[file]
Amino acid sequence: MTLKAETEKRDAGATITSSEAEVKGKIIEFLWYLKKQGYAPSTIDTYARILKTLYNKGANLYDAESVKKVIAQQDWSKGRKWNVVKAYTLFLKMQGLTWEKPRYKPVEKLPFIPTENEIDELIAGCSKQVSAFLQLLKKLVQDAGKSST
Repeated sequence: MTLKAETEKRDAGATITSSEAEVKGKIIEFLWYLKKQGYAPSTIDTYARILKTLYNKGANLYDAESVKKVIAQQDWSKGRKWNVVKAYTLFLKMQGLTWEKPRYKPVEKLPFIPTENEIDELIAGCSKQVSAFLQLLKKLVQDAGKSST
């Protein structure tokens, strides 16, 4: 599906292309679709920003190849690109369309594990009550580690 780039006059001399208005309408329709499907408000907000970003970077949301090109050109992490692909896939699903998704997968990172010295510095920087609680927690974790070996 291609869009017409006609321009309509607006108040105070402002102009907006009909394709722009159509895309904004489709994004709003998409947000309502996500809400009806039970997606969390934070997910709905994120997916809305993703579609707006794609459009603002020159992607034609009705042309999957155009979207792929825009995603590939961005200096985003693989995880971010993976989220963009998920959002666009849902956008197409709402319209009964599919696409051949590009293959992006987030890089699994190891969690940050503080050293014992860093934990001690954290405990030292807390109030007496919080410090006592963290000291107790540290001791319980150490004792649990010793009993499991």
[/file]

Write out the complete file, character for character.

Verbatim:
Amino acid sequence: MTLKAETEKRDAGATITSSEAEVKGKIIEFLWYLKKQGYAPSTIDTYARILKTLYNKGANLYDAESVKKVIAQQDWSKGRKWNVVKAYTLFLKMQGLTWEKPRYKPVEKLPFIPTENEIDELIAGCSKQVSAFLQLLKKLVQDAGKSST
Repeated sequence: MTLKAETEKRDAGATITSSEAEVKGKIIEFLWYLKKQGYAPSTIDTYARILKTLYNKGANLYDAESVKKVIAQQDWSKGRKWNVVKAYTLFLKMQGLTWEKPRYKPVEKLPFIPTENEIDELIAGCSKQVSAFLQLLKKLVQDAGKSST
């Protein structure tokens, strides 16, 4: 599906292309679709920003190849690109369309594990009550580690 780039006059001399208005309408329709499907408000907000970003970077949301090109050109992490692909896939699903998704997968990172010295510095920087609680927690974790070996 291609869009017409006609321009309509607006108040105070402002102009907006009909394709722009159509895309904004489709994004709003998409947000309502996500809400009806039970997606969390934070997910709905994120997916809305993703579609707006794609459009603002020159992607034609009705042309999957155009979207792929825009995603590939961005200096985003693989995880971010993976989220963009998920959002666009849902956008197409709402319209009964599919696409051949590009293959992006987030890089699994190891969690940050503080050293014992860093934990001690954290405990030292807390109030007496919080410090006592963290000291107790540290001791319980150490004792649990010793009993499991």